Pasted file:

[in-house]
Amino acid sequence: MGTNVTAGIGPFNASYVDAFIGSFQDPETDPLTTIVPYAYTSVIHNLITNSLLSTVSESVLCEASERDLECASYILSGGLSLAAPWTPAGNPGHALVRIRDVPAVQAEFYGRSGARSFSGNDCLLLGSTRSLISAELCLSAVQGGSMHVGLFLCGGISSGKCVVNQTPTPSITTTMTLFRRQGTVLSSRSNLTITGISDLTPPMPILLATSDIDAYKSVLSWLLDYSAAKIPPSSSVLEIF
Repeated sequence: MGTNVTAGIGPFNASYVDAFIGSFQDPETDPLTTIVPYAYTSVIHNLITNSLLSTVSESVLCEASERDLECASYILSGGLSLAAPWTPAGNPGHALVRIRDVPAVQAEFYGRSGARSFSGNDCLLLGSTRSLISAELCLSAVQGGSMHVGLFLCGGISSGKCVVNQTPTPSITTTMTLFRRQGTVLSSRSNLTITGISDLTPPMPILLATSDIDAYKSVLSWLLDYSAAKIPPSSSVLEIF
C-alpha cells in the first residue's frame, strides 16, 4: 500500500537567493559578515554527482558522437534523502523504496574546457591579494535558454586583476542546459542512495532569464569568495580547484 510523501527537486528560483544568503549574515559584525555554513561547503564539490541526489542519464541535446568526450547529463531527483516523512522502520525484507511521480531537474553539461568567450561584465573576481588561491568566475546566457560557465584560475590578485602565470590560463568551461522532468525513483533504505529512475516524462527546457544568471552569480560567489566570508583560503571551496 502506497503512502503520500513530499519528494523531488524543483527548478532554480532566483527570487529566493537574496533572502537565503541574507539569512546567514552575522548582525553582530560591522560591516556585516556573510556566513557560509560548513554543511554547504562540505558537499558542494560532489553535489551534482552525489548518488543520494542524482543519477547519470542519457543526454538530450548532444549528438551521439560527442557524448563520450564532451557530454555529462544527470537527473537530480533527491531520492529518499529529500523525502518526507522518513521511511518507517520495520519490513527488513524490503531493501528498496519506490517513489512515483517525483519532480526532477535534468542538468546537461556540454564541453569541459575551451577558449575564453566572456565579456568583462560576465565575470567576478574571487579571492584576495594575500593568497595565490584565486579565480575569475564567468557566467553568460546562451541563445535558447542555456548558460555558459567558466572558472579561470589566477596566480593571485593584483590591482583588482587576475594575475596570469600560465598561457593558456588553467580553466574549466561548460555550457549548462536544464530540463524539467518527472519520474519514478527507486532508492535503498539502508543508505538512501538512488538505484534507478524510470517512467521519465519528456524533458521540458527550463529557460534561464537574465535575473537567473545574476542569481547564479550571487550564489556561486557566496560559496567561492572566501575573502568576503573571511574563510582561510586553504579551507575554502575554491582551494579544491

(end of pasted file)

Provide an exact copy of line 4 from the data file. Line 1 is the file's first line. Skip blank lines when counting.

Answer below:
C-alpha cells in the first residue's frame, strides 16, 4: 500500500537567493559578515554527482558522437534523502523504496574546457591579494535558454586583476542546459542512495532569464569568495580547484 510523501527537486528560483544568503549574515559584525555554513561547503564539490541526489542519464541535446568526450547529463531527483516523512522502520525484507511521480531537474553539461568567450561584465573576481588561491568566475546566457560557465584560475590578485602565470590560463568551461522532468525513483533504505529512475516524462527546457544568471552569480560567489566570508583560503571551496 502506497503512502503520500513530499519528494523531488524543483527548478532554480532566483527570487529566493537574496533572502537565503541574507539569512546567514552575522548582525553582530560591522560591516556585516556573510556566513557560509560548513554543511554547504562540505558537499558542494560532489553535489551534482552525489548518488543520494542524482543519477547519470542519457543526454538530450548532444549528438551521439560527442557524448563520450564532451557530454555529462544527470537527473537530480533527491531520492529518499529529500523525502518526507522518513521511511518507517520495520519490513527488513524490503531493501528498496519506490517513489512515483517525483519532480526532477535534468542538468546537461556540454564541453569541459575551451577558449575564453566572456565579456568583462560576465565575470567576478574571487579571492584576495594575500593568497595565490584565486579565480575569475564567468557566467553568460546562451541563445535558447542555456548558460555558459567558466572558472579561470589566477596566480593571485593584483590591482583588482587576475594575475596570469600560465598561457593558456588553467580553466574549466561548460555550457549548462536544464530540463524539467518527472519520474519514478527507486532508492535503498539502508543508505538512501538512488538505484534507478524510470517512467521519465519528456524533458521540458527550463529557460534561464537574465535575473537567473545574476542569481547564479550571487550564489556561486557566496560559496567561492572566501575573502568576503573571511574563510582561510586553504579551507575554502575554491582551494579544491